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Putting patient wellbeing and collaboration at the heart of what we do

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Which treatment or diagnostic would make a patient’s life better? This is the starting point of what MRC Technology does. Like other medical research charities, we exist to improve patients’ lives, but unlike them, we don’t focus on a specific disease but work across a range of diseases.

Many charities are doing tremendous work to support patients and fund research into potential treatments. If we work together, we can create a much bigger wave towards positive change. MRC Technology has used a collaborative approach successfully to progress research into some of our most pressing health needs – dementia, cancer and neurodegenerative disease.

Recently we launched Kids Cancer – Act Now, a campaign to find treatments for childhood cancer. There is a desperate need – every year in the UK 1,500 children are diagnosed with cancer, and 300 die from it. We believe there is research out there that could make a difference. By joining forces with other charities, we can identify promising research and develop it further, to the point where a pharmaceutical company would be interested in taking it on.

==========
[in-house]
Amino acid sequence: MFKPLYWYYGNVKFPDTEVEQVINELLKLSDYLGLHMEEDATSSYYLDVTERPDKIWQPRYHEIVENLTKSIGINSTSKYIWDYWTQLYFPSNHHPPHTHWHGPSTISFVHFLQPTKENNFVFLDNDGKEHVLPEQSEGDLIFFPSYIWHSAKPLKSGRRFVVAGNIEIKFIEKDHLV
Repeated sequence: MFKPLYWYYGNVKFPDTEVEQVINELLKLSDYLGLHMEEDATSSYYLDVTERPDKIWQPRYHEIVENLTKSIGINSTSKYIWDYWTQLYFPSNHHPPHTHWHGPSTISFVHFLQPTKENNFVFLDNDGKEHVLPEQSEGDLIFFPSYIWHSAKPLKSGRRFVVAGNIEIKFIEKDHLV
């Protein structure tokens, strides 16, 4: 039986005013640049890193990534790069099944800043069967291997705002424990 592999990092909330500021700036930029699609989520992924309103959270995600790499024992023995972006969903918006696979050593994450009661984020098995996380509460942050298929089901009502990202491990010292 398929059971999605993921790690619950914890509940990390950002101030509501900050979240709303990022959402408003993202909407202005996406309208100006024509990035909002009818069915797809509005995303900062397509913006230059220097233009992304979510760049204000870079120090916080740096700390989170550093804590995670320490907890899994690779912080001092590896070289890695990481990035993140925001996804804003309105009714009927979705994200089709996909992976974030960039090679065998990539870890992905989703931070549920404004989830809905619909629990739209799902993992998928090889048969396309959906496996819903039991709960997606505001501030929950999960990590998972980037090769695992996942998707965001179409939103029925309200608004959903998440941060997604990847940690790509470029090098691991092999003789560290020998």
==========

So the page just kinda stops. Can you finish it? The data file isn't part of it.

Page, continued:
Respiratory diseases affect millions of people every year. Bringing two charities (Asthma UK and the British Lung Foundation) and a pharmaceutical company (AstraZeneca) together means we get the patient perspective and we can focus on what will help them. We are now investigating how lifestyle and other factors affect the body through changes in gene expression, and whether there is a link to respiratory disease. Once we understand this, we can work on finding appropriate treatments to help patients.

With 700 000 deaths a year from antimicrobial resistance, this is another important area desperately in need of new medicines. Pharmaceutical companies cannot tackle this on their own. If charities and research organisations work together we can help push promising research towards new treatments. By combining resources we can fund new research or work with pharmaceutical companies to identify promising research that exists already. It could be that this research has just not progressed because of strategic reasons (pharma prioritising alternative treatments), and we can find incentives to progress it towards clinical trial.

We need to act now to steer promising science towards patient benefit.

by Mike Johnson


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